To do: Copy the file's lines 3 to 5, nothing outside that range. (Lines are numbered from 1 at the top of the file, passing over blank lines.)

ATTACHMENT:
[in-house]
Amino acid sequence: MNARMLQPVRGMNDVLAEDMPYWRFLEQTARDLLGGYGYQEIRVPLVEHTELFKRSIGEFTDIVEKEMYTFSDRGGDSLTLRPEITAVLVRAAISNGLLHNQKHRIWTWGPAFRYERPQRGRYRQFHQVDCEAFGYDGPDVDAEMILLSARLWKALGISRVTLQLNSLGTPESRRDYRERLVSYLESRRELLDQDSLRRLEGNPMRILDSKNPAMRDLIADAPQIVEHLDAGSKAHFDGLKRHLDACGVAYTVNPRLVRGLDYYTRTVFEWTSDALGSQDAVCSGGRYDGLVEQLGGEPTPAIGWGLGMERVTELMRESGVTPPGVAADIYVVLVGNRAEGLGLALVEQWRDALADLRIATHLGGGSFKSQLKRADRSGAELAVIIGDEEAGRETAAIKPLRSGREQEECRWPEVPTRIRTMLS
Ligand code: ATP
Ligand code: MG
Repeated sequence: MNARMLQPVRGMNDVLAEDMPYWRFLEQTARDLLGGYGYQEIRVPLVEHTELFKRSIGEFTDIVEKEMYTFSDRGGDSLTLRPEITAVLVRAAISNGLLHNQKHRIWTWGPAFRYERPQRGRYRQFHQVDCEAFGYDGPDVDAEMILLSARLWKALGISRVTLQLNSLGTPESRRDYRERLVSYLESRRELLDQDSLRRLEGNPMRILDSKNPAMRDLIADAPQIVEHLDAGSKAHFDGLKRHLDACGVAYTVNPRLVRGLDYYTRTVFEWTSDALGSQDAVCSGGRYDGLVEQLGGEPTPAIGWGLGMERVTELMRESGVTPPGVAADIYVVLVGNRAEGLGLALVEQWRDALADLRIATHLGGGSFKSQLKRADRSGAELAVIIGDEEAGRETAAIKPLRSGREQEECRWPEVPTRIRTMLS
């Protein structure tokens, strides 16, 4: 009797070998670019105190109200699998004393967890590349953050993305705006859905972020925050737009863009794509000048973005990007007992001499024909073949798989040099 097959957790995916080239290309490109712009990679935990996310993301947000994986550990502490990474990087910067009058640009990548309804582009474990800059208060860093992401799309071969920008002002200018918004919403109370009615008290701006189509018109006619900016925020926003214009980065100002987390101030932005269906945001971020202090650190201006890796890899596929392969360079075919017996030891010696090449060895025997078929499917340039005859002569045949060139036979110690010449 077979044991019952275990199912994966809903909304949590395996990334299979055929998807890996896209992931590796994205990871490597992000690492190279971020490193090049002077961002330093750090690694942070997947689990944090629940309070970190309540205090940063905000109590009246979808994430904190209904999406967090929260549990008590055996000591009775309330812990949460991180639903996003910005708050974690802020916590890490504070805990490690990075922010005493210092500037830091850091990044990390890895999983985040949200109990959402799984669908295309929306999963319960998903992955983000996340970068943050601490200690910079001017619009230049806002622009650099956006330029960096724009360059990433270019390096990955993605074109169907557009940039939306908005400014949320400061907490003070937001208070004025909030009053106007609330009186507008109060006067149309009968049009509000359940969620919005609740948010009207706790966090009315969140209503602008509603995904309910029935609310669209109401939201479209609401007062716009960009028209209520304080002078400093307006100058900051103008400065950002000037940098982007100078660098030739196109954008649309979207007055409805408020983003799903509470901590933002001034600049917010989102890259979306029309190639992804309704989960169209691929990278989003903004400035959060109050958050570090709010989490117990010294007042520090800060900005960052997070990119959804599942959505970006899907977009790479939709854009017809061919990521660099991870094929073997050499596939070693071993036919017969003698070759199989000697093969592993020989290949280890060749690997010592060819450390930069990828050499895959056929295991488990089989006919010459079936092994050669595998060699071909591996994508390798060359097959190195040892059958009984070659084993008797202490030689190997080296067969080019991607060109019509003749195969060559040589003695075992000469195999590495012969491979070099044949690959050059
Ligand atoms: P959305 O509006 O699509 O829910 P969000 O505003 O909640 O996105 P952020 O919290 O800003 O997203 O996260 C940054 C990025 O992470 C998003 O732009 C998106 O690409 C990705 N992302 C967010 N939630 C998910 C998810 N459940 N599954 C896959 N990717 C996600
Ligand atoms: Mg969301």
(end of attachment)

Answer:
Ligand code: ATP
Ligand code: MG
Repeated sequence: MNARMLQPVRGMNDVLAEDMPYWRFLEQTARDLLGGYGYQEIRVPLVEHTELFKRSIGEFTDIVEKEMYTFSDRGGDSLTLRPEITAVLVRAAISNGLLHNQKHRIWTWGPAFRYERPQRGRYRQFHQVDCEAFGYDGPDVDAEMILLSARLWKALGISRVTLQLNSLGTPESRRDYRERLVSYLESRRELLDQDSLRRLEGNPMRILDSKNPAMRDLIADAPQIVEHLDAGSKAHFDGLKRHLDACGVAYTVNPRLVRGLDYYTRTVFEWTSDALGSQDAVCSGGRYDGLVEQLGGEPTPAIGWGLGMERVTELMRESGVTPPGVAADIYVVLVGNRAEGLGLALVEQWRDALADLRIATHLGGGSFKSQLKRADRSGAELAVIIGDEEAGRETAAIKPLRSGREQEECRWPEVPTRIRTMLS